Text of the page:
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Partners 'All In' On Cisco's AI And Machine Learning Investments

"These bets Cisco is making on AI, machine learning, what the Internet of Things creates – that's what's going to help the business move more to software subscription services than the traditional hardware," said Computex Technology Solutions executive Faisal Bhutto.

Cisco partners say the networking giant is making a bigger bet on machine learning and artificial intelligence as major enablers to transition into a software and services-centric company.

The San Jose, Calif.-based network leader unveiled on Thursday its plan to acquire Perspica, a startup specializing in the use of machine learning to analyze streams of data in order to provide visibility throughout the entire application infrastructure stack. Perspica's technology and team will be injected into Cisco's AppDynamics division.

In May, Cisco spent $125 million on the acquisition of artificial intelligence startup MindMeld who built a platform that makes it possible for companies to create intelligent conversational interfaces for any app or device. MindMeld is being integrated into Cisco's flagship unified communications solution Cisco Spark in an effort to "bring voice AI to meeting rooms".

[Related: Cisco Launches 'Next-Generation' Services Powered By AI]

Just this week, Cisco launched a slew of new services powered by AI and machine learning that can anticipate IT failures, mitigate risk and reduced maintained costs for businesses. On Wednesday, the network leader teamed up with McAfee for AI-powered cybersecurity.

"The momentum that's behind machine learning and AI, there's a whole lot of opportunity there because if players like Cisco acquire these companies and make their solutions better by picking up these niche players, the overall message becomes a whole lot better," said Faisal Bhutto, vice president of enterprise networking, cloud, and cybersecurity for Computex Technology Solutions, a top Cisco partner.

"These bets Cisco is making on AI, machine learning, what the Internet of Things creates – that's what's going to help the business move more to software subscription services than the traditional hardware," Bhutto.

Cisco's push to tuck-in intelligence across its large portfolio was front and center in the company's biggest announcement of 2017, the Intuitive Network, an intent-based networking system that anticipates actions, stops security threats and continues to evolve and learn.

The subscription-based platform represented a significant shift in transforming Cisco into a software-centric vendor through new automation, encrypted traffic security analytics, machine learning capabilities and a new IOS, to name a few.

"[Cisco] is trying to have intelligence in every conversation. You saw that in the Intuitive Network, Perspica is another piece of the puzzle – they're trying to solve line of business problems faster," said one top executive from a solution provider who is a Gold Cisco partner, who did not wish to be named. "They're pushing that AI, automation, real-time message. You can see it in their commercials, every Cisco event seems to have 'intelligence' in the theme … so bringing intelligence up the entire IT stack."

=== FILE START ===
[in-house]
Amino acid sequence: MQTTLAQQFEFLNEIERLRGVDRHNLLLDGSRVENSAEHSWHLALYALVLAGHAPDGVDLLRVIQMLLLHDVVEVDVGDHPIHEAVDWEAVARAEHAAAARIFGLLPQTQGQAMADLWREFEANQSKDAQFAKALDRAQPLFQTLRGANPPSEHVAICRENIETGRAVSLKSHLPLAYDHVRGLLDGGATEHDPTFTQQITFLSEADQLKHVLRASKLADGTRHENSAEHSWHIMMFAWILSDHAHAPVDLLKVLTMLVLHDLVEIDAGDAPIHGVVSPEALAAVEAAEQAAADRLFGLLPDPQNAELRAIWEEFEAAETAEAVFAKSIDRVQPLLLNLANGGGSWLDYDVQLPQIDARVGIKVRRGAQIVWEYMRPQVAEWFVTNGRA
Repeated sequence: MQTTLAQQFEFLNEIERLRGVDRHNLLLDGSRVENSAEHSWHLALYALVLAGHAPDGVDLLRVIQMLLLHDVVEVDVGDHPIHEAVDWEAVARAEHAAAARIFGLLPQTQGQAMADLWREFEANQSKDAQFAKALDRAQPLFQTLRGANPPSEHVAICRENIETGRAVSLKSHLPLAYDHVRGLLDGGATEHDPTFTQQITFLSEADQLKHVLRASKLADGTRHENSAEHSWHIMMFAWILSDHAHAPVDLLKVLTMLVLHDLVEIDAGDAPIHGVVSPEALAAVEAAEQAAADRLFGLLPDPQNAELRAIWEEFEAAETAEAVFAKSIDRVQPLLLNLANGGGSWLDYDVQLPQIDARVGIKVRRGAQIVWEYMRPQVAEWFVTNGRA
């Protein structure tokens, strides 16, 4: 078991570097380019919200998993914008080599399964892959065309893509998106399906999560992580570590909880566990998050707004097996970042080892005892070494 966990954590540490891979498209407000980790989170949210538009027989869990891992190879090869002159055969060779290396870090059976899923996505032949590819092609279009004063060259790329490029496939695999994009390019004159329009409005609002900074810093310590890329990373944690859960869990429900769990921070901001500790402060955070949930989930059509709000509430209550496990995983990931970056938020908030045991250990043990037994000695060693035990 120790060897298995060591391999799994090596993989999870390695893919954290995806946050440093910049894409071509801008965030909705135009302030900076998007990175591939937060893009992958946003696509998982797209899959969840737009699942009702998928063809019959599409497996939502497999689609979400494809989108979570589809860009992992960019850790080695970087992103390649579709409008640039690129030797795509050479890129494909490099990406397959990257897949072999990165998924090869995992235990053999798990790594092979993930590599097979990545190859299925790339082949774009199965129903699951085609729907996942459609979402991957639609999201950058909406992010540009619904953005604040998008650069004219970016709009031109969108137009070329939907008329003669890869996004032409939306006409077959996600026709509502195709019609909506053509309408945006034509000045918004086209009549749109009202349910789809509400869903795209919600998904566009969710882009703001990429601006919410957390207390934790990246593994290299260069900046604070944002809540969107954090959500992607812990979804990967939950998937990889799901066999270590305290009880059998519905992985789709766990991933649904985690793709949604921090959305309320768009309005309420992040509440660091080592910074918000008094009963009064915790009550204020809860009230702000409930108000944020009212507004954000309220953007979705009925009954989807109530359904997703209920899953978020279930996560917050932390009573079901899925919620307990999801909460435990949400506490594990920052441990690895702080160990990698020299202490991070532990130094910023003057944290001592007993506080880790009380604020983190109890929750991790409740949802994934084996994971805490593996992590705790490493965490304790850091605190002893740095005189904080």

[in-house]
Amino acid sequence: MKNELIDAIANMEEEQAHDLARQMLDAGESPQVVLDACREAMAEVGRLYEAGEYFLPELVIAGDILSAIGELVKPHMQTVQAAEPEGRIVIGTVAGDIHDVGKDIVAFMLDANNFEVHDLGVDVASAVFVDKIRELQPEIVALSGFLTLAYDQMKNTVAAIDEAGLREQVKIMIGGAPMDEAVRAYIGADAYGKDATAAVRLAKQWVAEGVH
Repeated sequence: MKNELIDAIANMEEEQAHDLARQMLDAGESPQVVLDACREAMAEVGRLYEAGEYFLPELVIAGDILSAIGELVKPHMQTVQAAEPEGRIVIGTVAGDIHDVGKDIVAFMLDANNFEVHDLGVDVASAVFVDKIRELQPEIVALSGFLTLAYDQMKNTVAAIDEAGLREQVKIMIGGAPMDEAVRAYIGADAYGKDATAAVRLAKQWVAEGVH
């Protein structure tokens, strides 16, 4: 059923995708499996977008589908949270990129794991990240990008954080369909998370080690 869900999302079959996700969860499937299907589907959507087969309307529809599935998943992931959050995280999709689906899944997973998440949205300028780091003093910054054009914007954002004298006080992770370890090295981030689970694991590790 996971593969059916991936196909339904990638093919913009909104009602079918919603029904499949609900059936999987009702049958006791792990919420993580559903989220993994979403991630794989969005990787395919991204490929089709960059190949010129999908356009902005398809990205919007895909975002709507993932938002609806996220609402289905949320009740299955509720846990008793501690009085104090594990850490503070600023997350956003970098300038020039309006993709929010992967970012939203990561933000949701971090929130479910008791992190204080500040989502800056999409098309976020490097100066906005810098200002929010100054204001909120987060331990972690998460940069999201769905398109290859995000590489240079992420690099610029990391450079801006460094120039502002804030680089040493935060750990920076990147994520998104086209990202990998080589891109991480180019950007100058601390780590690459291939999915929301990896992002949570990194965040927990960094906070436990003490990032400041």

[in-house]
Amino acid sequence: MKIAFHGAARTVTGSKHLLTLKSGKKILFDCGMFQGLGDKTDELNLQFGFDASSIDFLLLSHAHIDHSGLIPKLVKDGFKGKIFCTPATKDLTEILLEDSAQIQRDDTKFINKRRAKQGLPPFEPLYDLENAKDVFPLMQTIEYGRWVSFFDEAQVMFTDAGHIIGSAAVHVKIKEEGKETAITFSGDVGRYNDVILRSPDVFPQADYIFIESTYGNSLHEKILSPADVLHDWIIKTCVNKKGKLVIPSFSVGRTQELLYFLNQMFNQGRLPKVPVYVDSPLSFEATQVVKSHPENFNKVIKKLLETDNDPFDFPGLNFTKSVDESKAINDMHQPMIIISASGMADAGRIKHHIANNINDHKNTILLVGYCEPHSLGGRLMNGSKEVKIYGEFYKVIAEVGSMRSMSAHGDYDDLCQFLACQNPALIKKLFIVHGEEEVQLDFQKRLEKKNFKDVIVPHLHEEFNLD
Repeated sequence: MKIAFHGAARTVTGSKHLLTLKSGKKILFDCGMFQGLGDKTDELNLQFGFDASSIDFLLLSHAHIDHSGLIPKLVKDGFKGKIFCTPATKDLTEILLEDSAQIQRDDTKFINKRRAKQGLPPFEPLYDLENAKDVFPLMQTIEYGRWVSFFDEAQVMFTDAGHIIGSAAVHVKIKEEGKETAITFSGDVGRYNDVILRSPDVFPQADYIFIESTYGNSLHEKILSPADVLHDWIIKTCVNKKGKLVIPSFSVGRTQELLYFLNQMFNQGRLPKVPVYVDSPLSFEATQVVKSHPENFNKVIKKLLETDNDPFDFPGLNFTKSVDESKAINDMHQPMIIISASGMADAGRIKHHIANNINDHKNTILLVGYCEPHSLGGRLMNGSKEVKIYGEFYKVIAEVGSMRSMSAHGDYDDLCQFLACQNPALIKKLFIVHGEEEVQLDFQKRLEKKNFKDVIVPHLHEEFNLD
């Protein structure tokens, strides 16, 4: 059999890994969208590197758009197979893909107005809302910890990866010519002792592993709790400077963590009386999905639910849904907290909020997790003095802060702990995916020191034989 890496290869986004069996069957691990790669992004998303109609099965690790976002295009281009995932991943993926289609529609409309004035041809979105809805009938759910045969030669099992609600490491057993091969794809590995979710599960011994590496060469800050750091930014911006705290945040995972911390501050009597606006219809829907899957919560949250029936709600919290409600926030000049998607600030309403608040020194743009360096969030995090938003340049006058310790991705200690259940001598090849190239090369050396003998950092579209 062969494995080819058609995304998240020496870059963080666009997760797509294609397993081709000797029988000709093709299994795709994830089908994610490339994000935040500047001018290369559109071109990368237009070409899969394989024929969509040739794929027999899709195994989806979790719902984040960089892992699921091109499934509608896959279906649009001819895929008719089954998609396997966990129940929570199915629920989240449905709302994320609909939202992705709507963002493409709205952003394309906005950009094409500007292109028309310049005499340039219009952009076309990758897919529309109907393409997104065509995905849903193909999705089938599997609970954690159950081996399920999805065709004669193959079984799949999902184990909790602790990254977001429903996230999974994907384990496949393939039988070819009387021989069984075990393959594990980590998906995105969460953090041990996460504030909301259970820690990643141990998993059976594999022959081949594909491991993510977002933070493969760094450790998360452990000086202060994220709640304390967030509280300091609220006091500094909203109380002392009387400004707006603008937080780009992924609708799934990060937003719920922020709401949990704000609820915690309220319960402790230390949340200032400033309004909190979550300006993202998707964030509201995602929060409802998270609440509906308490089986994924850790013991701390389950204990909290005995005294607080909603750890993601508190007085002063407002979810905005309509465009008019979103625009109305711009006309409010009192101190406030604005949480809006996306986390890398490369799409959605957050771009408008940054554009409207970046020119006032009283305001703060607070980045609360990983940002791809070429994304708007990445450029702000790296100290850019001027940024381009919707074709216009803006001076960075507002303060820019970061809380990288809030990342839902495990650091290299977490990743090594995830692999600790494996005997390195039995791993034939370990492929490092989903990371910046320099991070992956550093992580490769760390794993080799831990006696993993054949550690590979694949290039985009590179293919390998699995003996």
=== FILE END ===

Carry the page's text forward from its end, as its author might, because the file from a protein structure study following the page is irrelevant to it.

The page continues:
The subscription-based Intuitive Network platform represented a significant shift in transforming Cisco into a software-centric vendor through new automation, encrypted traffic security analytics, machine learning capabilities and a new IOS, to name a few. Cisco spent $610 million in August acquiring software-defined WAN specialist Viptela to further this strategy.


The executive said Cisco's go-to-market messaging around technology like AI and the Intuitive Network isn't resonating in a big way with customers quite yet, saying its "confusing" to "many of our customers when we try to start that conversation."

"But this is just the beginning of Cisco's transformation. We're all in. I think we almost have to be [because] it's where they're going and where they want partners to invest in," said the executive.

Computex's Bhutto said Cisco is moving beyond the term "solution selling" by pushing solutions that have been injected with intelligence.

"It's, 'How about we build an intelligent solution, not just build any solution,'" said Bhutto. "A large company like Cisco will have to make these acquisitions [like Perspica] to have a comprehensive portfolio on that front."

Perspica's combination of online machine learning algorithms and real-time streaming analytics allow companies to automatically baseline system performance to identify what is normal and rapidly flag actionable alerts while providing full-stack observability, according to the company.

Partners expect the networking giant to make similar acquisitions like Perspica on the AI and machine learning front that can be quickly be implement into existing products.

"These are the right bets Cisco is making," said Bhutto. "We saw the beginning of this when ACI (application centric infrastructure) was launched, more about application control and moving the network layer up to talk to applications, then subsequently you see the intuitive network and all the innovation that they've done. I think it's the right investments, especially if they want to drive the subscription software services business."

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